There is a telling move in cocoa and there are some strong suggestions as to why when looking at the fundamentals.
In the world of cocoa the worlds foremost producers are the Ivory Coast and Ghana, with the former taking the first place and Ghana second. Politically this is not a region without troubles and the usual take has been that Ghana is the more stable of the two.
In 2011 troubled elections in the Ivory Coast sent bean prices rising in a not unusual market reaction.
This year in Ghana, the traditionally more stable one of the two, we saw the death of the president John Atta Mills who went by the name Asomdwehene or ‘King of Peace’. This increases uncertainty in the region over stability. Ghana were quick to put the Vice President in a care taking role which seemed to keep a lid on a potentially volatile reaction. However, the real test comes in December this year where elections will take place.
Recent actions by the Ivory Coast could well see prices spiraling out of control.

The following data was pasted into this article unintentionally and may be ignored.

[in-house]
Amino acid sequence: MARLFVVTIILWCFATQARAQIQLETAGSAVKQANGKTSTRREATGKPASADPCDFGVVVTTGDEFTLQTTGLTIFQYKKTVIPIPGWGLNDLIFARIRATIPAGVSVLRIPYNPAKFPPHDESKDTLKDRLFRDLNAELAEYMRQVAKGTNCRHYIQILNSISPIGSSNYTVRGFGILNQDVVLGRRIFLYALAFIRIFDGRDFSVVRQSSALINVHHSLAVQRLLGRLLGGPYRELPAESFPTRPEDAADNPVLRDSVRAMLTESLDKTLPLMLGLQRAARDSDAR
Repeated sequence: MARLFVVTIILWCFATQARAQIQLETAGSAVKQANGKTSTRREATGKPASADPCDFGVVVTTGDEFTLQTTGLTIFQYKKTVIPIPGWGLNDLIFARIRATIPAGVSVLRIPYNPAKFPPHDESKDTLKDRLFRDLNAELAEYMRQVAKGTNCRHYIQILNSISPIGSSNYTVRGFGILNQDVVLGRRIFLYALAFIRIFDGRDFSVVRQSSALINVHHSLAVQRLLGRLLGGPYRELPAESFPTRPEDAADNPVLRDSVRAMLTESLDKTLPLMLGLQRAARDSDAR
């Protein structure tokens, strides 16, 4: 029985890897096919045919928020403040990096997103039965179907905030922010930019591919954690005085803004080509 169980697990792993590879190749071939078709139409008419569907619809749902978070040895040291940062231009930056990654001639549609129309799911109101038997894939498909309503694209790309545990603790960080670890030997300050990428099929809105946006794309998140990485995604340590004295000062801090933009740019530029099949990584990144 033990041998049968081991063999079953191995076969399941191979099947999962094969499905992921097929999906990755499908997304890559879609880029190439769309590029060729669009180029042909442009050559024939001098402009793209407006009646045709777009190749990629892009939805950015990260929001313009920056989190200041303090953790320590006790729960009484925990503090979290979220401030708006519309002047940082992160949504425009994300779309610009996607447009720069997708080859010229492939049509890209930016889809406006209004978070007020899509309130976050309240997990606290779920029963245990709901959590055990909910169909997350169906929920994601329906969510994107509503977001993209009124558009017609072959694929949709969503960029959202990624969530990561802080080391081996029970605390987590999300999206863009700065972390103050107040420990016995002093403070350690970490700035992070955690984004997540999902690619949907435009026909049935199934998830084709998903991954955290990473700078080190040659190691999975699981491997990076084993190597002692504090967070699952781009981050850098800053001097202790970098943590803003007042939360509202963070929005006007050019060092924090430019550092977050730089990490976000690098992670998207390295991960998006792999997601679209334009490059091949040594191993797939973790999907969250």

They have set up the Cocoa and Coffee Council in order to try and protect farmers from price volatility. To do this they sell most of the national crop well in advance of harvest and they are guaranteeing to pay farmers 60% of the advance prices.
This all could go very wrong if futures prices continue to rise. This will mean that farmers will get considerably less from the government than they would get in the spot market. If the payout price falls too short of the futures price farmers could chose to default on pre-agreed sales, sell at market prices or even resort to smuggling in order to sell in next door in Ghana. This mess would see those cocoa dependent businesses racing to gather supplies and an obvious spiral upwards of the price.
In addition to these issues Macquarie estimates suggest production is set to be down for a second season in 2012 – 2013 with a shortfall of more than 100,000 tonnes as a result of drier than usual weather.
These factors add support from the fundamental side to the move that looks to be underway in cocoa.